As a service professional, it is your obligation to hold the client or your internal team to the scope to keep everything on schedule, so a value can be delivered. That’s what was talked about at the beginning, right? You had a planning meeting to create this project. Now as you’re executing it, if people are just willy-nilly throwing changes in, you haven’t included that in the big part of the planning.
So, if you just go off track and say, “Oh, well, such and such asked for this, so I did it,” okay, now you’re over time, you’re over budget, and you’re not completing the initial scope. So, my rule of thumb is to fulfill your initial scope first and then address your changes.
So, if somebody comes up with a great idea, that’s awesome. Not now, please. We need to finish what we started first. We can add that on. Many of you might have heard of an MVP or a minimal viable product, minimum viable product. That’s what you’re going for. You can always add those great ideas to that project later.
Now, when something’s dramatic, you probably want to stop and talk about it. It could be all sorts of things that come up, that could change things. I mean, many of us had a plan for 2020, some dramatic changes came in to play, and you needed to stop and talk about how you’re going to address that. So, think about that and the key there is a stop and talk about it. So, you might be replanning that project, but otherwise, stay on track.
Make sure you’re adapting to issues beyond your control. What I mean by that is you cannot control everything when you’re doing this. You can’t control COVID. You can’t control a hurricane flooding out your client’s hometown that they live in. You can’t control people getting sick. Those things, you need to have a little bit of leeway in your system or in your project plan to adapt to it.
If it cannot be adapted, you need to address it calmly and make sure that, “Hey, listen. We were supposed to go live on Monday. The hurricane hit Sunday. We cannot do it. They do not have any people to fulfill the orders that are coming into the website. So, we’re not going to launch it.” There you go. You’ve cleared it up. Once they’re back on their feet and we know they’re okay, then we’ll launch it. So, you can just make sure that you’re adapting to that.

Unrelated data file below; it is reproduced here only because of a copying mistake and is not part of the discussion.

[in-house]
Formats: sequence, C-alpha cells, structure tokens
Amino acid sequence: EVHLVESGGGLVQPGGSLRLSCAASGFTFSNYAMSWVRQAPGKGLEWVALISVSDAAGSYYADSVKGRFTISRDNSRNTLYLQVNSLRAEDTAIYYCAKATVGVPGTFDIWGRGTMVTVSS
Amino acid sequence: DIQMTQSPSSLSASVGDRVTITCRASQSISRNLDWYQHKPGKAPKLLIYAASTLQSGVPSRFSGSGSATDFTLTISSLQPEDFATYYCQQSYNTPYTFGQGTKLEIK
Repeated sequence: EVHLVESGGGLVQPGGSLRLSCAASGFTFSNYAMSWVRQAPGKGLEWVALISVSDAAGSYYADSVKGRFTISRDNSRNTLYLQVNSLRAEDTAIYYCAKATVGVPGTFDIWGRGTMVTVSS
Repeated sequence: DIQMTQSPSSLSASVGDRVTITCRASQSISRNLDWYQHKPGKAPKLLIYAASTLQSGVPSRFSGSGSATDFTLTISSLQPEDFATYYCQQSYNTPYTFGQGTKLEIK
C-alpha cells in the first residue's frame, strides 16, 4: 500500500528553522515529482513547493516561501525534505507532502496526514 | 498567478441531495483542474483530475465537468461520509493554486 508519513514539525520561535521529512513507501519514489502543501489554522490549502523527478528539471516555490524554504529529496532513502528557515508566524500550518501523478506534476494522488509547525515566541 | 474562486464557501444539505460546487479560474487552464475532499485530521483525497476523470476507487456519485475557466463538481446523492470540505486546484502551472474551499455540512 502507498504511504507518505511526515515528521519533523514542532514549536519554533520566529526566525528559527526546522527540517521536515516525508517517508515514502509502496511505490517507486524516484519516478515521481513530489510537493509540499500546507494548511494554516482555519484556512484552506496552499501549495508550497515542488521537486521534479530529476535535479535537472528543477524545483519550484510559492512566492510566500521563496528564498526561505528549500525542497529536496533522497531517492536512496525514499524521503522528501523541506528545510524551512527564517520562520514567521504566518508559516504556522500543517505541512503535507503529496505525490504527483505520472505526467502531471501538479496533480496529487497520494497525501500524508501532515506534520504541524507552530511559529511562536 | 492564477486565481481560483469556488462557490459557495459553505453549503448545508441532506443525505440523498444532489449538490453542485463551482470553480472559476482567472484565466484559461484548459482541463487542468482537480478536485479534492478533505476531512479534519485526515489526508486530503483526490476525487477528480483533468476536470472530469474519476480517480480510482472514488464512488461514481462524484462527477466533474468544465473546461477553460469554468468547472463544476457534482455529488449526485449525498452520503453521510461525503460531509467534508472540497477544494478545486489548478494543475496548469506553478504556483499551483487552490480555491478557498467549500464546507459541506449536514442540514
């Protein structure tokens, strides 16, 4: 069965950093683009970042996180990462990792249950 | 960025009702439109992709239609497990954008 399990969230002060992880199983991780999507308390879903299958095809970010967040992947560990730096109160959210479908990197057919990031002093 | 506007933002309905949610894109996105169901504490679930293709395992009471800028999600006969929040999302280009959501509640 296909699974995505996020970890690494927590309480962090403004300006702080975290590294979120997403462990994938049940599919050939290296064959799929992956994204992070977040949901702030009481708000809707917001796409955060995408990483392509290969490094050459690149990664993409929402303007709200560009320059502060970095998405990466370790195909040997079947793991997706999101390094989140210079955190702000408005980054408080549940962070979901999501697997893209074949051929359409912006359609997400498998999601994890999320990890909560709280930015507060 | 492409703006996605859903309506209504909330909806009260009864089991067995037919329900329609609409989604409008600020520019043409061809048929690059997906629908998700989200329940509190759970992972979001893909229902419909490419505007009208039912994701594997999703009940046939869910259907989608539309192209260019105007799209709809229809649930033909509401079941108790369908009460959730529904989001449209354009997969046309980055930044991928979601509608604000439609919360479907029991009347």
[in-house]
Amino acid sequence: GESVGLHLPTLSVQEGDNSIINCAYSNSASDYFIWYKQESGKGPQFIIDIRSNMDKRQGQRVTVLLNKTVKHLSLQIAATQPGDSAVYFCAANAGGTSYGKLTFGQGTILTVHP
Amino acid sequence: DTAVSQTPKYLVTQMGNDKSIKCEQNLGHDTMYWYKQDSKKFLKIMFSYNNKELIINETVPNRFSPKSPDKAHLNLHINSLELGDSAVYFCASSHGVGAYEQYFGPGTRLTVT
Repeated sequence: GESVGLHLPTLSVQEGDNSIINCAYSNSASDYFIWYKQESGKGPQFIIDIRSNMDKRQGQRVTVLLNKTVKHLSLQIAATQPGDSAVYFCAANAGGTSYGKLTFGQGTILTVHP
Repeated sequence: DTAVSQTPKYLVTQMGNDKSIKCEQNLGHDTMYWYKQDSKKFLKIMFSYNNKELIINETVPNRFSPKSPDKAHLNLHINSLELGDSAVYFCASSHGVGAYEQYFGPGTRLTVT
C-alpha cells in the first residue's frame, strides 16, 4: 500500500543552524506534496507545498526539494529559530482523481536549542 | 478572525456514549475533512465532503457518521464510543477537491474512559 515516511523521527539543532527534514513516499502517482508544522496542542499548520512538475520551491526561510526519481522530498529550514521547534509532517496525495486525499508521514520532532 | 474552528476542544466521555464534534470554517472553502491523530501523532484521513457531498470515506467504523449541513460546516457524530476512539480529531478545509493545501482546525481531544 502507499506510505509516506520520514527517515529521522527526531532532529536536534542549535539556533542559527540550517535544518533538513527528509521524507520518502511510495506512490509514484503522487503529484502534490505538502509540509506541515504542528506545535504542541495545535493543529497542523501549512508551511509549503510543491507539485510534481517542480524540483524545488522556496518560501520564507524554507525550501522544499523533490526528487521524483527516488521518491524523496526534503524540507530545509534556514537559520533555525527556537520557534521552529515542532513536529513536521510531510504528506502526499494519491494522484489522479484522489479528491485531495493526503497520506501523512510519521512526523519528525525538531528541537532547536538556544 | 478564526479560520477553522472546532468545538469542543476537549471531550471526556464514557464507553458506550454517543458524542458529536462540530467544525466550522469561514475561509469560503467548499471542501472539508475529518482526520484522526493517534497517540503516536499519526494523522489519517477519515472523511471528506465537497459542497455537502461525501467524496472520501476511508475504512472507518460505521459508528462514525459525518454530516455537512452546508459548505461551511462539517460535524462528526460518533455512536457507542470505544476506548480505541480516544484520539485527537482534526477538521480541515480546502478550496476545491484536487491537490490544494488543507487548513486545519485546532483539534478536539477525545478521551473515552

As those project changes come in to play, I want you to consider the triangle of truth. Many of you may have seen this before. Some of this might be new, but you see the three different edges of the triangle, of scope, resources. Now, resources are money and people, timing, and then the quality.
Now, if any of those little arrows start to push in, you’ll see how it’s affecting the quality. If you’re stretching out the timing, even if you’re stretching it out, that’s not necessarily good either. So, all of those things have an impact on the quality of the work that you’re delivering as well. So, when one gives, another one is going to have to give, too. So, think about that. It all works together.
Generally, the rule is you can have two sides of this triangle in your work. I believe you can have all three if you manage it well, but if things start to get out of whack, that’s where you can be challenged. So, an important word to learn is no, but let’s figure out how to say it nicer.
Here’s the thing that always comes up, “Can’t you just do this? Can’t you just …?” Whenever that question is asked, the answer should be no. You’re always going to have to listen to what comes after it. So, we want to figure out how to say this nicer internally, if you have internal clients or externally if you have other clients. Some of that is by setting their expectations.
So, the first thing to note and these are a matter of facts. These are not emotional issues. The scope is the scope. You wrote it down, you all agreed to it. The timeline is based on that scope. We all agreed to the time because of the scope. Changes affect your price. So, if you change those things, of course, they’re going to affect your price. That could even reduce it, right? We want to do an eighth of the work in an eighth of the time, and we want to pay an eighth of the budget. All right. That might work, depending on how much work you have to do to get to the first eighth, right?
So, the thing that’s important with the client is talking about these unemotionally. You can easily say, “Hey, listen. That idea is not in scope, but it’s a good one.” A lot of that comes from having clear communication and sharing consequences with the client and the team.
So, if the changes that they’re asking for are incredibly minor and it’s, “Can you fix the spelling on page two? Yes, you can fix the spelling on page two.” That doesn’t affect the price. That doesn’t affect any of it, but if they start saying, “Can you replace page two with something new?” well, now, there’s a consequence. If you’re being clear on those consequences upfront, then there shouldn’t be any surprises at the end. “Yes, we can, but that’s going to take another day, and it’s going to cost another 100 bucks.” Just be clear.
Let them choose, so the requester is saying, “That’s fine. We can extend the deadline. We can do that,” but many times the people who are asking for the changes are the can’t you just people and they don’t understand how it affects things. So, sharing that consequence is really important.
Here’s the big one. Give everybody away to dream. Create a wishlist. So, now, instead of saying, “No, we can’t do that. Changing out page two is a great idea, but we had a plan initially to finish all of that work and this was why we planned page two. Why don’t we put this idea,” and you can call it a wishlist, a parking lot, the back burner, whatever you’re going to call it, “and let’s come back and look at that after the project is complete and see if it’s still necessary.”